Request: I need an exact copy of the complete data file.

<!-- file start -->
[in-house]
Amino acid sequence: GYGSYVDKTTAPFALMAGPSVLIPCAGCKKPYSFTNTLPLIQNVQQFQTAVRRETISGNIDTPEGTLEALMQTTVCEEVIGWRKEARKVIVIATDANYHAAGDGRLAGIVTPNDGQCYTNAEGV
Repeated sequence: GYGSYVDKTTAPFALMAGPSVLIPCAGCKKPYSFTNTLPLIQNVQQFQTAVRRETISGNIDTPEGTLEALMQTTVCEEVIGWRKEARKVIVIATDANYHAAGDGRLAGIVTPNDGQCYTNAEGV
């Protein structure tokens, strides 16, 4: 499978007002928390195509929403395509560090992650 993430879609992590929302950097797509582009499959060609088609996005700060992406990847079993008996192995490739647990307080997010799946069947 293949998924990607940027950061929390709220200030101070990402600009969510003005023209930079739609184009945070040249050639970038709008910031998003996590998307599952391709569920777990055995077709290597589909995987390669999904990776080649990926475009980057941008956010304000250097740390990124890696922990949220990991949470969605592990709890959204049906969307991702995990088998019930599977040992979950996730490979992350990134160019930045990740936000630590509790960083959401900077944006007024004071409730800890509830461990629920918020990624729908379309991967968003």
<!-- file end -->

[in-house]
Amino acid sequence: GYGSYVDKTTAPFALMAGPSVLIPCAGCKKPYSFTNTLPLIQNVQQFQTAVRRETISGNIDTPEGTLEALMQTTVCEEVIGWRKEARKVIVIATDANYHAAGDGRLAGIVTPNDGQCYTNAEGV
Repeated sequence: GYGSYVDKTTAPFALMAGPSVLIPCAGCKKPYSFTNTLPLIQNVQQFQTAVRRETISGNIDTPEGTLEALMQTTVCEEVIGWRKEARKVIVIATDANYHAAGDGRLAGIVTPNDGQCYTNAEGV
């Protein structure tokens, strides 16, 4: 499978007002928390195509929403395509560090992650 993430879609992590929302950097797509582009499959060609088609996005700060992406990847079993008996192995490739647990307080997010799946069947 293949998924990607940027950061929390709220200030101070990402600009969510003005023209930079739609184009945070040249050639970038709008910031998003996590998307599952391709569920777990055995077709290597589909995987390669999904990776080649990926475009980057941008956010304000250097740390990124890696922990949220990991949470969605592990709890959204049906969307991702995990088998019930599977040992979950996730490979992350990134160019930045990740936000630590509790960083959401900077944006007024004071409730800890509830461990629920918020990624729908379309991967968003």